1850   As immigrants pour in from Europe, the United States population has gained more than a third in ten years with the count at 23.2 million. The rural-urban ratio has dropped to five to one. Many immigrants live in the cities. There is a significant shift with Americans continuing to move into virgin territory. California, Oregon, Texas, and Utah are new in the listing. The fastest growing large states are Missouri, Mississippi, and Wisconsin.
1853 Mexico cedes to the United States a strip of land along the present-day southern border of Arizona and New Mexico which provides part of a desired railroad route to the Pacific Ocean. Final negotiations reduce the Gadsden Purchase price from $15 million to $10 million.
1855 The Castle Garden immigrant depot in New York City opens to process mass immigration.
1856 A major migration of Mormons begins from Florence, Nebraska, to the Great Salt Lake Valley; it will become known as the Handcart Migration.
1857
A group of migrants bound for California, while crossing the southern section of Utah Territory, are ambushed by Indians and whites led by Mormon elder John D. Lee who had promised protection to the travelers. Only about 17 children survive out of the 150 persons in the camp. The incident is known as theMountain Meadows Massacre.
1857
1859
There is financial panic all over the United States.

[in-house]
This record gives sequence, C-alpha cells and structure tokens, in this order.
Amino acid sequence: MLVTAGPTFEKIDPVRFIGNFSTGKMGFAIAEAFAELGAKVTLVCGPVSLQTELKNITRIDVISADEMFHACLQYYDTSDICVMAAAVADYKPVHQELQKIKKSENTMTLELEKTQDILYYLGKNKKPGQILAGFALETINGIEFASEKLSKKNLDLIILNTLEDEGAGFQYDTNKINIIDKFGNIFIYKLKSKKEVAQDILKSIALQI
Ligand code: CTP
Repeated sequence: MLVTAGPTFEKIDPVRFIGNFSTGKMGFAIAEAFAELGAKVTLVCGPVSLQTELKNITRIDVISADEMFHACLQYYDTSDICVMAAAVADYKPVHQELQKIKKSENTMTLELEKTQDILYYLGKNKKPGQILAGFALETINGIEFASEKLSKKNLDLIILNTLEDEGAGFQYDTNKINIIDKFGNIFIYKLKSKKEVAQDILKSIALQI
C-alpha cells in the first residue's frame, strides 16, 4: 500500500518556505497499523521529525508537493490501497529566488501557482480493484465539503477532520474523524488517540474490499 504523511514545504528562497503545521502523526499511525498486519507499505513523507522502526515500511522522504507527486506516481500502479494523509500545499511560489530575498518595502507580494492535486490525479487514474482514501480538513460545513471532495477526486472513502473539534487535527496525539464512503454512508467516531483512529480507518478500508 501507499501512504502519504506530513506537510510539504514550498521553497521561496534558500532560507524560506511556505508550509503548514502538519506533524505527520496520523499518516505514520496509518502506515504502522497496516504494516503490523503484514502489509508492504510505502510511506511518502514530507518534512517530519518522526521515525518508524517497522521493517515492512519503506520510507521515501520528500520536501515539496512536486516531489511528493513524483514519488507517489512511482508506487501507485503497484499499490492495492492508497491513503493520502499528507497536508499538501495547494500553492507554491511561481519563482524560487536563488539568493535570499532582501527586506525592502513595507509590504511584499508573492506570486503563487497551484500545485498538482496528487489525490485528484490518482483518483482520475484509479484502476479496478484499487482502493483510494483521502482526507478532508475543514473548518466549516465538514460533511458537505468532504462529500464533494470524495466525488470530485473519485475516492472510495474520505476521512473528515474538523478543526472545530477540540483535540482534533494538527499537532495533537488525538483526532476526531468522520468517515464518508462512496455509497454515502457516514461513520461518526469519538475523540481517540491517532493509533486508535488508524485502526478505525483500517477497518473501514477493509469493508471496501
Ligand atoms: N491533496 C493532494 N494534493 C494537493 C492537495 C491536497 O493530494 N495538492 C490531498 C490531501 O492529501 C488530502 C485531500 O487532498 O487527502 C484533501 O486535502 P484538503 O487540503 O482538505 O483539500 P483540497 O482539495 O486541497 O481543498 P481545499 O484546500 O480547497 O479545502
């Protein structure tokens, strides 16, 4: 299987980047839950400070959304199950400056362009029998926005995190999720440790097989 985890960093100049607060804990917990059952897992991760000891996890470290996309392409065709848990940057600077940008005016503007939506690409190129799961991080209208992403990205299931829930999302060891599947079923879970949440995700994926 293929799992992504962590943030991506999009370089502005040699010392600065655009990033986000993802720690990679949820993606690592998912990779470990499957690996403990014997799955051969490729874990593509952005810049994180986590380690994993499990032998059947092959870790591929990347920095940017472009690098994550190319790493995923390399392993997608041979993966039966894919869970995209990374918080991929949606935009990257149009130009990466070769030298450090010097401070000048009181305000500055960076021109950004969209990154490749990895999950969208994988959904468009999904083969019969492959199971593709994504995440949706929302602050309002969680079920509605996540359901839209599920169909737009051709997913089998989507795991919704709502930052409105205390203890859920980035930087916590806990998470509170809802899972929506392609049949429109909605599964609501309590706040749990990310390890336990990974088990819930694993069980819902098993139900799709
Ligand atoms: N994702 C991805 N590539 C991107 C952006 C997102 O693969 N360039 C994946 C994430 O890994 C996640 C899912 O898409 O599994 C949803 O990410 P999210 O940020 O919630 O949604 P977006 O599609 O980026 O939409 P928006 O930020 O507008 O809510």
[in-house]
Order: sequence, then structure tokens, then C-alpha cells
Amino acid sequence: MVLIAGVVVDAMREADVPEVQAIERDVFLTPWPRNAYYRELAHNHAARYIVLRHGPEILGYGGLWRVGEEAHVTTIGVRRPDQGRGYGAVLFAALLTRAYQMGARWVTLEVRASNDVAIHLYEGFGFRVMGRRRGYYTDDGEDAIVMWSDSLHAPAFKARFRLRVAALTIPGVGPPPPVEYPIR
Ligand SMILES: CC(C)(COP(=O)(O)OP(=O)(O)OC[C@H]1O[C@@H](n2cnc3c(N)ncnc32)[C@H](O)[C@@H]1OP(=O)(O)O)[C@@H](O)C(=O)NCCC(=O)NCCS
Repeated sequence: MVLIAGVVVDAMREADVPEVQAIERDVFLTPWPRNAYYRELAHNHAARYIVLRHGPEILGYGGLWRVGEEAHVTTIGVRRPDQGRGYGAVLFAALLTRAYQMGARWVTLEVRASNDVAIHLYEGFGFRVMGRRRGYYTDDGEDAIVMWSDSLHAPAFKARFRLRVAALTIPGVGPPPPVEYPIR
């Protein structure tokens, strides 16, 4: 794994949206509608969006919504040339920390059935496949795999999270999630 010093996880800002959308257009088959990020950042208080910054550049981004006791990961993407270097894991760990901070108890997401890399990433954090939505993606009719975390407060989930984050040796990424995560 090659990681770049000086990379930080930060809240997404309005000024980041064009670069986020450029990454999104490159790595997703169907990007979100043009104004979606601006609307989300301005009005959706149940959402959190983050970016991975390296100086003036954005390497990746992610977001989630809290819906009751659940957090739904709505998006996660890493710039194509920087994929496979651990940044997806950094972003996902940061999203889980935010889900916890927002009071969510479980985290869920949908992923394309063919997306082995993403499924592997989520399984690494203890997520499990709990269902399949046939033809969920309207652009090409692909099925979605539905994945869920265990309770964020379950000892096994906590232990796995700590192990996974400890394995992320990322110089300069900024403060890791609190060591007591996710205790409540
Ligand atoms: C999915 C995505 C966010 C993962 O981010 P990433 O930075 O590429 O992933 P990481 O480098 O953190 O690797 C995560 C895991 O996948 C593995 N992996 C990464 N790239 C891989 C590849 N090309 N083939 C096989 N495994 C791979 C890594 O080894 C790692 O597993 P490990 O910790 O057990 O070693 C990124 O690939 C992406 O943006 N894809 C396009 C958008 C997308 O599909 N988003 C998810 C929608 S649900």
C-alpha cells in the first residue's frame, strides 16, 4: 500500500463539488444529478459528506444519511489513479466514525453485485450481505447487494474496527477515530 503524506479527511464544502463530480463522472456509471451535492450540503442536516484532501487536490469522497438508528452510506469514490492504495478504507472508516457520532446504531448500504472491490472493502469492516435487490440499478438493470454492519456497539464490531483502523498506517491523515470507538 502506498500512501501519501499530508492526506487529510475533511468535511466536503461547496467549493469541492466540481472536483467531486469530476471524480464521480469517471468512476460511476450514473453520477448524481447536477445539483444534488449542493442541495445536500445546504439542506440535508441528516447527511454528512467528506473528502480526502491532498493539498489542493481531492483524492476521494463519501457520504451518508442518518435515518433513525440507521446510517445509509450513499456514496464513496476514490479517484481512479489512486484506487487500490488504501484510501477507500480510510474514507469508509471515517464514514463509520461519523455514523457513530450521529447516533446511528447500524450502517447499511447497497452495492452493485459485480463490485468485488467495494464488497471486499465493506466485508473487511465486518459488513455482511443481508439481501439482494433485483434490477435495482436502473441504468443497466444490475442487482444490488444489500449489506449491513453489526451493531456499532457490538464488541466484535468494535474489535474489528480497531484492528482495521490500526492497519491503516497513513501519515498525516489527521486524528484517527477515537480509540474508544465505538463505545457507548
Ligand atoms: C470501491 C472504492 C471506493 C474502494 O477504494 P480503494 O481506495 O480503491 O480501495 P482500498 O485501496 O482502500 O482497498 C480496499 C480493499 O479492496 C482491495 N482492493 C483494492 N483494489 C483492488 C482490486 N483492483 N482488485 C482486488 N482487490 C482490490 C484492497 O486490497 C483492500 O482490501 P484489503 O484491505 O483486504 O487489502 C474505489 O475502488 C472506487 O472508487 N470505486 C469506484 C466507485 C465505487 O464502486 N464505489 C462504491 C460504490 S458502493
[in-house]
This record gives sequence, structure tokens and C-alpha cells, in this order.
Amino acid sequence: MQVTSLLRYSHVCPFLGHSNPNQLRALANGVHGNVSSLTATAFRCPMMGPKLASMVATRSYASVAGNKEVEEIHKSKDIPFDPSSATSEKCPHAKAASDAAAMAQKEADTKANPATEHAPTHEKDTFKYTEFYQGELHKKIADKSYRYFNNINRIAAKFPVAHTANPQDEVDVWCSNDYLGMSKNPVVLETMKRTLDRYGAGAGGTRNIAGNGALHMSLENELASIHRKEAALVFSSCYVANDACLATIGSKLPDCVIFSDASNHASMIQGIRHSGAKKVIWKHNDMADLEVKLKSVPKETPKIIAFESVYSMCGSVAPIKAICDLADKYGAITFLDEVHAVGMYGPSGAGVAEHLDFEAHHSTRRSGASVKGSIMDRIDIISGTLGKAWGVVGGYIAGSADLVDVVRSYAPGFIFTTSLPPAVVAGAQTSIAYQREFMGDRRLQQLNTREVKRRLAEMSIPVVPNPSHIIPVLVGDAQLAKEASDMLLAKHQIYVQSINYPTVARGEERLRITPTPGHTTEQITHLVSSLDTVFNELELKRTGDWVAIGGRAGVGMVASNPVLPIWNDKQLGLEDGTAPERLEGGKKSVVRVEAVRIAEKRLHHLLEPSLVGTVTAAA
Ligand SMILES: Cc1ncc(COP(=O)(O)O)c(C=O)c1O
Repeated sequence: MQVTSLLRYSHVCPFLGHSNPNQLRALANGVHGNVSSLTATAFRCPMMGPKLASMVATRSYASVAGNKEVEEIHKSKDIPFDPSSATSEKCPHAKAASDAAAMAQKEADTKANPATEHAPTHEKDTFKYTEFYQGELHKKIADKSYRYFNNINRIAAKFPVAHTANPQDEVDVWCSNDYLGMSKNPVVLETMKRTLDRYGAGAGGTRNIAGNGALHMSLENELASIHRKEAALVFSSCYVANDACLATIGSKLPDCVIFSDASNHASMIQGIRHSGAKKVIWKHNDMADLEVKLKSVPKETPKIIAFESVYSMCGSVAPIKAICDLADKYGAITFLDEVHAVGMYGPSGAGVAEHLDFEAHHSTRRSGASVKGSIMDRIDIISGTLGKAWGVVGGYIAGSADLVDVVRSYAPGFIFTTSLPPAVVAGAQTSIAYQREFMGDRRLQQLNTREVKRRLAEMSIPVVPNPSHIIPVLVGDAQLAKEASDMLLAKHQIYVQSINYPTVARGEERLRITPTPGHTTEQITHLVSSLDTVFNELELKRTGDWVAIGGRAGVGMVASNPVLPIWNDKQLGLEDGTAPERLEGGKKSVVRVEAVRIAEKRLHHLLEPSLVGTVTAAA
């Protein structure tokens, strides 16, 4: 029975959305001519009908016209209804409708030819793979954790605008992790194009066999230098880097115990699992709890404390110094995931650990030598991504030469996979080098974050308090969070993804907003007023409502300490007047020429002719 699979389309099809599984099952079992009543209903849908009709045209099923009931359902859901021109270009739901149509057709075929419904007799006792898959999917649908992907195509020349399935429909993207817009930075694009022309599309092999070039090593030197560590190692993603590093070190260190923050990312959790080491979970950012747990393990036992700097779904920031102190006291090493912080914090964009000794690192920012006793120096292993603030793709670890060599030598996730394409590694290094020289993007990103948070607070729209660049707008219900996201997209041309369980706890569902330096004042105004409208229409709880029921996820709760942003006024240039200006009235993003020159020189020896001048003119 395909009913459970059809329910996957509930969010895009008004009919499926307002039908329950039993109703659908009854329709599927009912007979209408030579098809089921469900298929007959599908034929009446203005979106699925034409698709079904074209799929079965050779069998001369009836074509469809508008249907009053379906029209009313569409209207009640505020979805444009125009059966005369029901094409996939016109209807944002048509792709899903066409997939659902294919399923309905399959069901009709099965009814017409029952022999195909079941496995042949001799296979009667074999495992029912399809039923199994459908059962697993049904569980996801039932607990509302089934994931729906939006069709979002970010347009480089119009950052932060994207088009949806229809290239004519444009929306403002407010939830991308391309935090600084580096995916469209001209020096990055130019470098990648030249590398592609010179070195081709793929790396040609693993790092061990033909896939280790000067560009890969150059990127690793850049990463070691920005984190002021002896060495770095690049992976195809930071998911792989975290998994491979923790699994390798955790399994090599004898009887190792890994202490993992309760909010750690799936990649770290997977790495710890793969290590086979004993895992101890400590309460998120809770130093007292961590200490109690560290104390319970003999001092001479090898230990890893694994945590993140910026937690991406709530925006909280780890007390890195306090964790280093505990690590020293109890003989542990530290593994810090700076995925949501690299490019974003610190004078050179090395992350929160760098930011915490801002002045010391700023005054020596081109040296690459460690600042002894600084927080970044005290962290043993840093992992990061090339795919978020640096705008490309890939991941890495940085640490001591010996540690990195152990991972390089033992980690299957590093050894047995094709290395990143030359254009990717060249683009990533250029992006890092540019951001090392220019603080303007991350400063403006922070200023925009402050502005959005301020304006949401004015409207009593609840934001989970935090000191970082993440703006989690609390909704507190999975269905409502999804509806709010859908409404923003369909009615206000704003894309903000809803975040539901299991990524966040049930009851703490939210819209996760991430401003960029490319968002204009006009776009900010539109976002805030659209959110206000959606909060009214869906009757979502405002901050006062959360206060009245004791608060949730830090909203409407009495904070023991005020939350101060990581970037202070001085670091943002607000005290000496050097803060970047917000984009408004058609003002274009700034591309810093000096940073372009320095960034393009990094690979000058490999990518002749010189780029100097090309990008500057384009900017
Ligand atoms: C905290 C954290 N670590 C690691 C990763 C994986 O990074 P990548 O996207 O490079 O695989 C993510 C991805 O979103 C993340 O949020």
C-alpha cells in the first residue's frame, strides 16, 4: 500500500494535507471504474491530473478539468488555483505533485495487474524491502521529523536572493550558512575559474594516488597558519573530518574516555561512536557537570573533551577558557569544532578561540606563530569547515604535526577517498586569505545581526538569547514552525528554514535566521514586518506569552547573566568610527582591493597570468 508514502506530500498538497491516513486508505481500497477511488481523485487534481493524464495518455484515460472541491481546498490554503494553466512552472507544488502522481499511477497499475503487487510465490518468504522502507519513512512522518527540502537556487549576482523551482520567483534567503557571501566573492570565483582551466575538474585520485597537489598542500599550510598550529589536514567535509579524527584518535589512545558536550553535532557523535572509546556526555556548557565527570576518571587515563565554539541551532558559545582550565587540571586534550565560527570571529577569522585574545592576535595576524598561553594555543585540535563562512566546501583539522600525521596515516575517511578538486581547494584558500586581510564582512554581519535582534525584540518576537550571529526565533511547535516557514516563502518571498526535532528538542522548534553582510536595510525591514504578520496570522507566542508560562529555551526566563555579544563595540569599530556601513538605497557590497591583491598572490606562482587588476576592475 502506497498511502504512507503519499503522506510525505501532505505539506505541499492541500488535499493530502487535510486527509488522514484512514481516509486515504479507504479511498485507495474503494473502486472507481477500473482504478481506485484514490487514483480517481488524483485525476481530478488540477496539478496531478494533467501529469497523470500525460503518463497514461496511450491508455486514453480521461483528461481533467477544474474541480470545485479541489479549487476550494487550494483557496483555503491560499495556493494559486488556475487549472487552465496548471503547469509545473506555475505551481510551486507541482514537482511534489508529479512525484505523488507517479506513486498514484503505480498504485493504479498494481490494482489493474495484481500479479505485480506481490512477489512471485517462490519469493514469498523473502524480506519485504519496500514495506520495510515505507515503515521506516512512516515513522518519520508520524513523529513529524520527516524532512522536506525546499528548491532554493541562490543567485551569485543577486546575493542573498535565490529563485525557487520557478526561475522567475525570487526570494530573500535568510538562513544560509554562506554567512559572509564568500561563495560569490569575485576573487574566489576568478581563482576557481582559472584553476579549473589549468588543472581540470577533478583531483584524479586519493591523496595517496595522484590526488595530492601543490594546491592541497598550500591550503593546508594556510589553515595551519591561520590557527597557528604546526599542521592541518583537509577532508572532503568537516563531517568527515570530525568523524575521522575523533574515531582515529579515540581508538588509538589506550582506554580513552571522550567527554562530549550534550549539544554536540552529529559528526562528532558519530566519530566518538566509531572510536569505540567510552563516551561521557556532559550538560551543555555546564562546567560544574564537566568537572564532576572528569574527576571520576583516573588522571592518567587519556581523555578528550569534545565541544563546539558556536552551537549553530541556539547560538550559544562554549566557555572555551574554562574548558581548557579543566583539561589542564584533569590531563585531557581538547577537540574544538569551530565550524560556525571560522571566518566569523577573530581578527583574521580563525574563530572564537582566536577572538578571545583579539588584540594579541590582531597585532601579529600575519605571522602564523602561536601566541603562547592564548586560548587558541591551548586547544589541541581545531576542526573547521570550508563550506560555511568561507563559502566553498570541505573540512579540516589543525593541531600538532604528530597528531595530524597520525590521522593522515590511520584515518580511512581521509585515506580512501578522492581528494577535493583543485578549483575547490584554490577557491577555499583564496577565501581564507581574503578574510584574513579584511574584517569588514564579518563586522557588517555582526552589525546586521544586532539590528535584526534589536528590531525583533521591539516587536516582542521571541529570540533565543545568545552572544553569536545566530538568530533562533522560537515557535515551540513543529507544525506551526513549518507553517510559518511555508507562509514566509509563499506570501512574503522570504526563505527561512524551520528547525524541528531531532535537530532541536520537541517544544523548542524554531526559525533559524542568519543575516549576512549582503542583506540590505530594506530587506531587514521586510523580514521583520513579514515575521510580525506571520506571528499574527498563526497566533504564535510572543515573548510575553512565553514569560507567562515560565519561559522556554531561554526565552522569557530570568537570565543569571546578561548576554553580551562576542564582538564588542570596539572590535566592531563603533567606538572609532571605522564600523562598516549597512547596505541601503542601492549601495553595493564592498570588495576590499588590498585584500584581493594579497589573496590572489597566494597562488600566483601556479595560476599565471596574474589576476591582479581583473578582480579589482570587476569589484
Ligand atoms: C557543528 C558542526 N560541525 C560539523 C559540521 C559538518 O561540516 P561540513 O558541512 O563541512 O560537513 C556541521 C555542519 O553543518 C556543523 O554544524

1858
TheButterfield Trail runs from Missouri through Arkansas, Oklahoma, Texas, New Mexico, and Arizona to Los Angeles.
1858
A through passenger train runs from Philadelphia to Pittsburgh.
1860
America’s population has grown to 31.4 million, with New York and Pennsylvania the most populous states. Although more than 58 percent work on farms, there is growing industrialization, spurred by the railroads. There are 4 million slaves in the United States.
1860
The Pony Express sends out its first riders carrying mail between St. Joseph and Sacramento.

1860 1861
Civil war approaches with state after state seceding from the Union in the two months of December 1860 and January 1861.
1861
The American Civil War begins when South Carolina forces fire on Fort Sumter; additional states secede.
1862
The Homestead Act is passed, providing for a free grant of 160 acres of land to any citizen over 21 years of age, or to the head of a family, who occupies and improves land in the public domain for five continuous years.
1865
Gen. Robert E. Lee surrenders the Confederate Army of Northern Virginia at Appomattox Court House, Virginia.
1865
President Abraham Lincoln dies after being shot by assassin John Wilkes Booth, actor and passionate Southern sympathizer.


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Information in this Wiki page is excerpted from the online course United States: Migration Patterns offered by The National Institute for Genealogical Studies. To learn more about this course or other courses available from the Institute, see our website. We can be contacted at wiki@genealogicalstudies.com

We welcome updates and additions to this Wiki page.

  • This page was last modified on 13 August 2013, at 16:28.